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Frequently, I think about word choice when it comes to describing certain phenomena and how that word choice reveals how we view or feel about those things. Time is an interesting example. Think about the verbs we use to describe how we interact with time: saving, spending, wasting, etc. If we take a step back, we realize how often we view time as a commodity, like money or material wealth.

But it isn’t. Not even close.

Truth is, we all get the same 24 hours in a day. Regardless of wealth or status, nobody on this planet is able to have more or less. Above the planet, if you’re an astronaut, well, things change a bit due to relativity and all, but we won’t get into that.

So, how we choose to divvy up those 24 hours makes for an interesting and surprisingly enlightening study in self-awareness.

When Apple released their Screen Time report in 2018, I don’t think a lot of us were ready for the results it produced. According to the NY Post, the average American spends a little less than seven hours a day staring into the tiny screen, where time goes to die. That adds up to a bit less than 50 hours a week, which is the equivalent of an additional full-time job, and this is one we not only are not paid to do, but one that we pay for the privilege of using.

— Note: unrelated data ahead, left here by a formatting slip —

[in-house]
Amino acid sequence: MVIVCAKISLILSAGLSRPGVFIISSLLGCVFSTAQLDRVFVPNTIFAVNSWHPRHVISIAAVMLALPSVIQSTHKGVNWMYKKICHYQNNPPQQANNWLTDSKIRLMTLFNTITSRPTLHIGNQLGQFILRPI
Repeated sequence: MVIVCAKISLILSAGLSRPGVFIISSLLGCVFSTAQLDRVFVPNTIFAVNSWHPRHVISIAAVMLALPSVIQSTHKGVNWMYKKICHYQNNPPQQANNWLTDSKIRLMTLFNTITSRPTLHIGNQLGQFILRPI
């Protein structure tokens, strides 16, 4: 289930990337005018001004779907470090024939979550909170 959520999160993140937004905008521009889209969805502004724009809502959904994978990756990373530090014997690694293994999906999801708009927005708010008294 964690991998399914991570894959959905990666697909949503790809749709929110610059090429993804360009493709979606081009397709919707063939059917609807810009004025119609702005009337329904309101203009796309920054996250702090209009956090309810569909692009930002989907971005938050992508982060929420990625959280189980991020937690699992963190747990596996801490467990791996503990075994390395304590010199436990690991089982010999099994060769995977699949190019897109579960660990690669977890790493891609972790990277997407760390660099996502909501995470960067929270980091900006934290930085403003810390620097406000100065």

Recently, I assigned a simple activity to some of my classes: Spend one hour alone. This had to be completely alone – no phone, no music, no books, no other person – fully and totally alone for 60 minutes. The purpose behind this activity is to start paying attention to our thoughts and use that time to slow down, organize our minds, and take back control over our attention spans.

Student reactions to learning of the activity are oh-so-very telling. Most view the activity with dread. Many become fearful of how this hour would affect them. Still more refuse to do it because they “don’t have the time to waste.”

Hold up. Back up the thought train for a second.

We willingly stare at tiny screens for more than 40 hours a week, scrolling endlessly and mindlessly checking for updates at stoplights, while waiting in line, and even when we should be fully present with loved ones, but when it comes to being alone with our thoughts for merely one of the 112 waking hours available to us each week, the excuse is that we don’t have time?

We DO have time. We ALL have the same amount of time. It’s more of a question of how we choose to occupy our time. Allow me to restate that: It all comes down to choice.

How much of our time are we willing to sacrifice on the altar of screen addiction, as life passes us by unnoticed? What if we had an extra 40 hours a week with which to pursue nobler efforts?

What could YOU get done with all that time? We have it in our power to choose…